>
    > I know that we're at a particularly noteworthy calendar date, but
    > I didn't think it was April 1st. :) The same CDs that contain JPG
    > files that look horrible being displayed by DVD players look just
    > fine when read from a computer's CD/DVD player and viewed on the
    > computer's monitor. The jpg files were copied to the CD as data
    > files, and would be the same no matter what software was used. So
    > it's back to square one . . .
    >


    It is probably just due to a DVD player with a lousy JPEG decoder function.
    Neither the camera nor the DVD player can show more than about 0.3 MPixels
    in a standard NTSC TV - Frame. Either device has to downsize high resolution
    digicam pictures to that resolution. If it plays well from DVD or SVCD , you
    can find software that converts .jpg still pictures into video. Compared to
    just storing files, it means wasting CD or DVD capacity. Some burning
    software packages include this function and there are also some specialized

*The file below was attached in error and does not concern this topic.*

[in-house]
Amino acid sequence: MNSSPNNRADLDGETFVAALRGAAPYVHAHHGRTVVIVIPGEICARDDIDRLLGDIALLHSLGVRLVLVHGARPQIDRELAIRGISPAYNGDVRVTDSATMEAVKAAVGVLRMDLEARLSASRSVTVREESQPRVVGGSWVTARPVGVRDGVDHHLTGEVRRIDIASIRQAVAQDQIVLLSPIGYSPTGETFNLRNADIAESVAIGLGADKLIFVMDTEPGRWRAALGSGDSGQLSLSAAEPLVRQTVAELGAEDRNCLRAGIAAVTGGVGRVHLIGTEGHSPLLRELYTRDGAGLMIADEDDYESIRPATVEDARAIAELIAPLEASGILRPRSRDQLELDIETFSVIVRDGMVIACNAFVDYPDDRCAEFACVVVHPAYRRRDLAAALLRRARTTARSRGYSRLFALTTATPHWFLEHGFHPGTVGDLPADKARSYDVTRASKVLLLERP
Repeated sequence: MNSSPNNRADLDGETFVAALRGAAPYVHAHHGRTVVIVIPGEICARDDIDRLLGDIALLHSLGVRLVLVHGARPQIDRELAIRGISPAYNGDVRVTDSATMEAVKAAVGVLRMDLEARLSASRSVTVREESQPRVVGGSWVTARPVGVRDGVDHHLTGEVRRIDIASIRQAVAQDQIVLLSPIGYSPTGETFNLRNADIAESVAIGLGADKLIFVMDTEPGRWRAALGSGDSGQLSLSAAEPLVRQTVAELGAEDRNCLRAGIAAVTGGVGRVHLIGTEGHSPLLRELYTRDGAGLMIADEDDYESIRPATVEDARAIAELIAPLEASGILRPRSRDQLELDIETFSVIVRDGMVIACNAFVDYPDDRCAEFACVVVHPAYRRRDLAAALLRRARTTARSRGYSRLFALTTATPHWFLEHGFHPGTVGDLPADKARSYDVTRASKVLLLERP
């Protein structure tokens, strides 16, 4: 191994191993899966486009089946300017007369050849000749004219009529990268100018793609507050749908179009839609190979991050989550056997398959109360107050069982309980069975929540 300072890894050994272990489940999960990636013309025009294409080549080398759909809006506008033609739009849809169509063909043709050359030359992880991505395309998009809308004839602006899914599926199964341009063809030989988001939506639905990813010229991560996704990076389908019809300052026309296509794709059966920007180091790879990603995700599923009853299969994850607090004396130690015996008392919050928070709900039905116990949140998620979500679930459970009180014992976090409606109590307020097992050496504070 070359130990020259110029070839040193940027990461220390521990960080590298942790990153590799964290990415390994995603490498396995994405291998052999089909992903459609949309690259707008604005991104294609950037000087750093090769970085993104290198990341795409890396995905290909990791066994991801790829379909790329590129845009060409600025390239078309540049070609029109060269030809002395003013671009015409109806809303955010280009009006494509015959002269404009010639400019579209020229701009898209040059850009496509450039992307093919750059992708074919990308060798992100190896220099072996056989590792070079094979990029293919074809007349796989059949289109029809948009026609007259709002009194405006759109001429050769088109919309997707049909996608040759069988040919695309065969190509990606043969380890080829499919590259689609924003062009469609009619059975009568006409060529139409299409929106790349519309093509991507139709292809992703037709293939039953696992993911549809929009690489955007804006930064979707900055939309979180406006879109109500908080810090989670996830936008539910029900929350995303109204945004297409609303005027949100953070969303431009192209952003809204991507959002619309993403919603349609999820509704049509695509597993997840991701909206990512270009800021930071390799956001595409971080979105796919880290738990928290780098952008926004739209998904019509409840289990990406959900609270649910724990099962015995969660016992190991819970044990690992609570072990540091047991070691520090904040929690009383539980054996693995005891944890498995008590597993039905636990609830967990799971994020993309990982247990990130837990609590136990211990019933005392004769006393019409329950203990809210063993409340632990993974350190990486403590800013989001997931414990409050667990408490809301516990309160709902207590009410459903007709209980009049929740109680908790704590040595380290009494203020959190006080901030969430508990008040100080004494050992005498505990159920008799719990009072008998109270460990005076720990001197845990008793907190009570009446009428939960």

programs around like Ulead DVD picture show. You can add a soundtrack with
    these. If your DVD player is connected to the TV with a standard coax video
    cable (usually yellow RCA - jack) there is no difference in signal
    processing inside the TV to that of the camera. If it has an S - VHS lead or
    RGB - connection the video from the DVD player should be better than from
    the camera because of larger bandwidth.
     
    Cgiorgio, Oct 31, 2006
    #11
  12. Mr.Bolshoyhuy

    ASAAR Guest

    On Tue, 31 Oct 2006 23:09:47 +0100, Cgiorgio wrote:

    > It is probably just due to a DVD player with a lousy JPEG decoder function.
    > Neither the camera nor the DVD player can show more than about 0.3 MPixels
    > in a standard NTSC TV - Frame. Either device has to downsize high resolution
    > digicam pictures to that resolution. If it plays well from DVD or SVCD , you
    > can find software that converts .jpg still pictures into video.


    That would be a horrible solution, at least for my purposes. I'd
    just like to be able to give a CD containing many (hundreds) jpg